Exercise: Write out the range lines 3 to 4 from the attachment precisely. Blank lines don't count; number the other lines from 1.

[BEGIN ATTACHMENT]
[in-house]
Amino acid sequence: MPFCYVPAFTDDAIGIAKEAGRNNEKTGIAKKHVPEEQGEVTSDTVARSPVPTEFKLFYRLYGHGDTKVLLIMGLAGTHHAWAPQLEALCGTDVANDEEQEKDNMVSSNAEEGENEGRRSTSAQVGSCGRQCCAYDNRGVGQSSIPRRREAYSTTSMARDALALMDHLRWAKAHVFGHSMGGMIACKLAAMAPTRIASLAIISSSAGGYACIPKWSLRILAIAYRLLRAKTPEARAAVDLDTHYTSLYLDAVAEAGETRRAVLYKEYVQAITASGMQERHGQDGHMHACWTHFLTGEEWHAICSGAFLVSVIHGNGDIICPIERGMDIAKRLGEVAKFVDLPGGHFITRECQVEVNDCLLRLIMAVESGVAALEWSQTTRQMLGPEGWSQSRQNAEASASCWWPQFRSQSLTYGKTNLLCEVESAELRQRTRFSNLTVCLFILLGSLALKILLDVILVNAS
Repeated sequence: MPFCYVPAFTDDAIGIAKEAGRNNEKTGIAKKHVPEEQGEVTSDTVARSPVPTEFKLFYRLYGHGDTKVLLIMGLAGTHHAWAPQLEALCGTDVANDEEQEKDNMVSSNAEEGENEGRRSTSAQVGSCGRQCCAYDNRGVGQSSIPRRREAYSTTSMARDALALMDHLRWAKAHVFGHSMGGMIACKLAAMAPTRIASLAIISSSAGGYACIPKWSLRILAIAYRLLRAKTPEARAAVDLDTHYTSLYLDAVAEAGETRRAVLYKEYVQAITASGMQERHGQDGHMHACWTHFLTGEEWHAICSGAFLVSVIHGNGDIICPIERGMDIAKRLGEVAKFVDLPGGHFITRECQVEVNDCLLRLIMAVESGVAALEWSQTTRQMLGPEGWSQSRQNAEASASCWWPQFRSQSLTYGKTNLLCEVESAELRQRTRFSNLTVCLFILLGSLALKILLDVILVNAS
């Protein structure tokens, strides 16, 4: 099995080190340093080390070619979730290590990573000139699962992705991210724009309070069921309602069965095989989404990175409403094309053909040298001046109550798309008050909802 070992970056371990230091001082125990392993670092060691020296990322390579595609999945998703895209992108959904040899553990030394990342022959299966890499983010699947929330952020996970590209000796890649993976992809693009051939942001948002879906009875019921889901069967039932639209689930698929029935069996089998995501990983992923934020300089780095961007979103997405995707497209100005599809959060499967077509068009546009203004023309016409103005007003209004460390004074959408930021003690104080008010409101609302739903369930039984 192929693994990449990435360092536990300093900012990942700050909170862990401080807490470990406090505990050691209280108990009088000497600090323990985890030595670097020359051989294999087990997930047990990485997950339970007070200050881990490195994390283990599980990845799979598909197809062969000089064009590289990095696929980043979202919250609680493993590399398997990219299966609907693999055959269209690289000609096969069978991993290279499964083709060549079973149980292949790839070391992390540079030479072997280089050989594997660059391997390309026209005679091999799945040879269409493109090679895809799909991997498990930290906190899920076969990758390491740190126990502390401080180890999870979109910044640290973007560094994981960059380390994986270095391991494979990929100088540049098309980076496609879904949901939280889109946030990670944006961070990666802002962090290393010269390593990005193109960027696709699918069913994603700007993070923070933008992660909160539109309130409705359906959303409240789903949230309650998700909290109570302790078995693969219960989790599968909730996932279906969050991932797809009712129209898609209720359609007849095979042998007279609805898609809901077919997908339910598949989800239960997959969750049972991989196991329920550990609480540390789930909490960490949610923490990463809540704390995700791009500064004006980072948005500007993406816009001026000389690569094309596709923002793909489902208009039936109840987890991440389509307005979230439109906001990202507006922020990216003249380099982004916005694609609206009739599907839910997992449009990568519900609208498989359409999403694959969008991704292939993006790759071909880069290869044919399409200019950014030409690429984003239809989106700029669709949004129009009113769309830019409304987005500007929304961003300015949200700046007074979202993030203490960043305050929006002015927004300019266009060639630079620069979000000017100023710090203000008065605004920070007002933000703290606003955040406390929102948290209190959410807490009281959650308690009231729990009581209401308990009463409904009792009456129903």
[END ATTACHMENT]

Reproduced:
Repeated sequence: MPFCYVPAFTDDAIGIAKEAGRNNEKTGIAKKHVPEEQGEVTSDTVARSPVPTEFKLFYRLYGHGDTKVLLIMGLAGTHHAWAPQLEALCGTDVANDEEQEKDNMVSSNAEEGENEGRRSTSAQVGSCGRQCCAYDNRGVGQSSIPRRREAYSTTSMARDALALMDHLRWAKAHVFGHSMGGMIACKLAAMAPTRIASLAIISSSAGGYACIPKWSLRILAIAYRLLRAKTPEARAAVDLDTHYTSLYLDAVAEAGETRRAVLYKEYVQAITASGMQERHGQDGHMHACWTHFLTGEEWHAICSGAFLVSVIHGNGDIICPIERGMDIAKRLGEVAKFVDLPGGHFITRECQVEVNDCLLRLIMAVESGVAALEWSQTTRQMLGPEGWSQSRQNAEASASCWWPQFRSQSLTYGKTNLLCEVESAELRQRTRFSNLTVCLFILLGSLALKILLDVILVNAS
């Protein structure tokens, strides 16, 4: 099995080190340093080390070619979730290590990573000139699962992705991210724009309070069921309602069965095989989404990175409403094309053909040298001046109550798309008050909802 070992970056371990230091001082125990392993670092060691020296990322390579595609999945998703895209992108959904040899553990030394990342022959299966890499983010699947929330952020996970590209000796890649993976992809693009051939942001948002879906009875019921889901069967039932639209689930698929029935069996089998995501990983992923934020300089780095961007979103997405995707497209100005599809959060499967077509068009546009203004023309016409103005007003209004460390004074959408930021003690104080008010409101609302739903369930039984 192929693994990449990435360092536990300093900012990942700050909170862990401080807490470990406090505990050691209280108990009088000497600090323990985890030595670097020359051989294999087990997930047990990485997950339970007070200050881990490195994390283990599980990845799979598909197809062969000089064009590289990095696929980043979202919250609680493993590399398997990219299966609907693999055959269209690289000609096969069978991993290279499964083709060549079973149980292949790839070391992390540079030479072997280089050989594997660059391997390309026209005679091999799945040879269409493109090679895809799909991997498990930290906190899920076969990758390491740190126990502390401080180890999870979109910044640290973007560094994981960059380390994986270095391991494979990929100088540049098309980076496609879904949901939280889109946030990670944006961070990666802002962090290393010269390593990005193109960027696709699918069913994603700007993070923070933008992660909160539109309130409705359906959303409240789903949230309650998700909290109570302790078995693969219960989790599968909730996932279906969050991932797809009712129209898609209720359609007849095979042998007279609805898609809901077919997908339910598949989800239960997959969750049972991989196991329920550990609480540390789930909490960490949610923490990463809540704390995700791009500064004006980072948005500007993406816009001026000389690569094309596709923002793909489902208009039936109840987890991440389509307005979230439109906001990202507006922020990216003249380099982004916005694609609206009739599907839910997992449009990568519900609208498989359409999403694959969008991704292939993006790759071909880069290869044919399409200019950014030409690429984003239809989106700029669709949004129009009113769309830019409304987005500007929304961003300015949200700046007074979202993030203490960043305050929006002015927004300019266009060639630079620069979000000017100023710090203000008065605004920070007002933000703290606003955040406390929102948290209190959410807490009281959650308690009231729990009581209401308990009463409904009792009456129903």